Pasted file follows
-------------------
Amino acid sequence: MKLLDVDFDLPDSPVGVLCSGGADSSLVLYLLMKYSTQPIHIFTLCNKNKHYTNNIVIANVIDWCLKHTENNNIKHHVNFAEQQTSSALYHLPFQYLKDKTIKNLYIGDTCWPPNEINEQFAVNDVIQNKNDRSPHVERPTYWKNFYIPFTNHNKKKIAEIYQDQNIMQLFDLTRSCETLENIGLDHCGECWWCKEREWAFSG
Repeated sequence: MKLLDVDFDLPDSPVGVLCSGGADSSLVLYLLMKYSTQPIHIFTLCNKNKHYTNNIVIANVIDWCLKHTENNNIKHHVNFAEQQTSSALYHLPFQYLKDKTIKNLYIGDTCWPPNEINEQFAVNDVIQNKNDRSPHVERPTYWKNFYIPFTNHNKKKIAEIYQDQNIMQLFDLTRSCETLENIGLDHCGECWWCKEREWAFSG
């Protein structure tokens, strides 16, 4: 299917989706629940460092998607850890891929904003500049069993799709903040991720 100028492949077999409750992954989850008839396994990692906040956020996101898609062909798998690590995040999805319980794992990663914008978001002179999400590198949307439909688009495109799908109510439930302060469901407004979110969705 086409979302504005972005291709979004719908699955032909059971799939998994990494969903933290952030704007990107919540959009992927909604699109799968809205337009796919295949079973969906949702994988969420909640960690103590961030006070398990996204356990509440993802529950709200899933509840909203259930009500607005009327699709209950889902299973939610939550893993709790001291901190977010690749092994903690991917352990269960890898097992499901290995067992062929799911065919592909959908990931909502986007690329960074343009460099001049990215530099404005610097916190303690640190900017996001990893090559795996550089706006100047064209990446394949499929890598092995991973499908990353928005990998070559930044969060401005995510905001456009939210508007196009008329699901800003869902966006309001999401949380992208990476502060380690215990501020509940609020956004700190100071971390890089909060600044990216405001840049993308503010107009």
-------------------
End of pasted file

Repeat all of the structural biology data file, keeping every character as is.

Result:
Amino acid sequence: MKLLDVDFDLPDSPVGVLCSGGADSSLVLYLLMKYSTQPIHIFTLCNKNKHYTNNIVIANVIDWCLKHTENNNIKHHVNFAEQQTSSALYHLPFQYLKDKTIKNLYIGDTCWPPNEINEQFAVNDVIQNKNDRSPHVERPTYWKNFYIPFTNHNKKKIAEIYQDQNIMQLFDLTRSCETLENIGLDHCGECWWCKEREWAFSG
Repeated sequence: MKLLDVDFDLPDSPVGVLCSGGADSSLVLYLLMKYSTQPIHIFTLCNKNKHYTNNIVIANVIDWCLKHTENNNIKHHVNFAEQQTSSALYHLPFQYLKDKTIKNLYIGDTCWPPNEINEQFAVNDVIQNKNDRSPHVERPTYWKNFYIPFTNHNKKKIAEIYQDQNIMQLFDLTRSCETLENIGLDHCGECWWCKEREWAFSG
């Protein structure tokens, strides 16, 4: 299917989706629940460092998607850890891929904003500049069993799709903040991720 100028492949077999409750992954989850008839396994990692906040956020996101898609062909798998690590995040999805319980794992990663914008978001002179999400590198949307439909688009495109799908109510439930302060469901407004979110969705 086409979302504005972005291709979004719908699955032909059971799939998994990494969903933290952030704007990107919540959009992927909604699109799968809205337009796919295949079973969906949702994988969420909640960690103590961030006070398990996204356990509440993802529950709200899933509840909203259930009500607005009327699709209950889902299973939610939550893993709790001291901190977010690749092994903690991917352990269960890898097992499901290995067992062929799911065919592909959908990931909502986007690329960074343009460099001049990215530099404005610097916190303690640190900017996001990893090559795996550089706006100047064209990446394949499929890598092995991973499908990353928005990998070559930044969060401005995510905001456009939210508007196009008329699901800003869902966006309001999401949380992208990476502060380690215990501020509940609020956004700190100071971390890089909060600044990216405001840049993308503010107009």